Why Do Some Rainforest Trees Grow “Buttress” Roots?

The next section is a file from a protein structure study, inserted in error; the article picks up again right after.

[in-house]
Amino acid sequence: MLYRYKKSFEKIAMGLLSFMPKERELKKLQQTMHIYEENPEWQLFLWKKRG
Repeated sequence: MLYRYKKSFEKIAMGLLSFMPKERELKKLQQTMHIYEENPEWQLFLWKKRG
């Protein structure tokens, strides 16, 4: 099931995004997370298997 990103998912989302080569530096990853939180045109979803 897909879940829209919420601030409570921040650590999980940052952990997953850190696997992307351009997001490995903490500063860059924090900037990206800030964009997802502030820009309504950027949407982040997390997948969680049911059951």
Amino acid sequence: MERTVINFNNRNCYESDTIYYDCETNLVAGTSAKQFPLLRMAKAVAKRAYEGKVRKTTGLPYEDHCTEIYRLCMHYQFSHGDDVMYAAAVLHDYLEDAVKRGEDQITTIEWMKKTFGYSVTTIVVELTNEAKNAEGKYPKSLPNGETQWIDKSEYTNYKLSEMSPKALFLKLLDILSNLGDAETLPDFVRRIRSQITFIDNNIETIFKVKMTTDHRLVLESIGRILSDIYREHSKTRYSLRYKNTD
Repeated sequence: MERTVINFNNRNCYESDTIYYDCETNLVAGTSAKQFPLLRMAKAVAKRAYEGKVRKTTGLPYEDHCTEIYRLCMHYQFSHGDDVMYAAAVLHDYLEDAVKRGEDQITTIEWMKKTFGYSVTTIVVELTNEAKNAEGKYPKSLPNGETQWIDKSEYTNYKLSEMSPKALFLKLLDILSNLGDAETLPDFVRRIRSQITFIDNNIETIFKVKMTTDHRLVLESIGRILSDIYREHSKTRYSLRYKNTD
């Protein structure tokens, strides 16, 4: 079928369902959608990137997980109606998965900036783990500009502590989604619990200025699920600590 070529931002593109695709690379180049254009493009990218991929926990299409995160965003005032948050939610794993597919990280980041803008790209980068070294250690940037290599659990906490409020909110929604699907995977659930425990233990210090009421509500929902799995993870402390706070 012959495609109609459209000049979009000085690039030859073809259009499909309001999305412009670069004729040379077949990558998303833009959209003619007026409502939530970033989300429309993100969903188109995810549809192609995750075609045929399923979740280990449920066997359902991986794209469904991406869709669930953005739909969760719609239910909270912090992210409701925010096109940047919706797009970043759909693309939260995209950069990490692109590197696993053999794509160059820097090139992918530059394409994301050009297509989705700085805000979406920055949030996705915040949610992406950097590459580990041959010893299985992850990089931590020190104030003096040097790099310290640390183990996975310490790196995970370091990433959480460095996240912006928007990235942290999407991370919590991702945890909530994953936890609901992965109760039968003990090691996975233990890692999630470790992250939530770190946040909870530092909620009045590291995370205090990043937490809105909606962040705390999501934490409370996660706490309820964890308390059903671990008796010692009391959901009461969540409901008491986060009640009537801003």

Some of the trees of the El Yunque National Forest’s upper zones have adapted to its unique soil, topography and humid climate conditions by growing “buttress roots,” a type of prop root that grows at the base of the tree trunk, extended and flattened along its upper surface to form a support for the tree. A good example of this adaptation is the Sierra Palm (Prestoea montana); rather than burying its roots, this tree grows exposed “buttress” roots which help it cling to,unstable soils, steep cliff edges and river banks in the forest’s 5,000 acre (2000 hectare) Sierra Palm Life Zone which begins in the El Yunque National Forest above 1400 feet in elevation. Because buttress roots extend along the ground’s surface, they also serve to increase the area over which the tree can absorb nutrients from the soil through osmosis. . . . article written by Alan Mowbray for El Yunque.com Read more about rainforest soils, climate, topography and the Sierra Palms.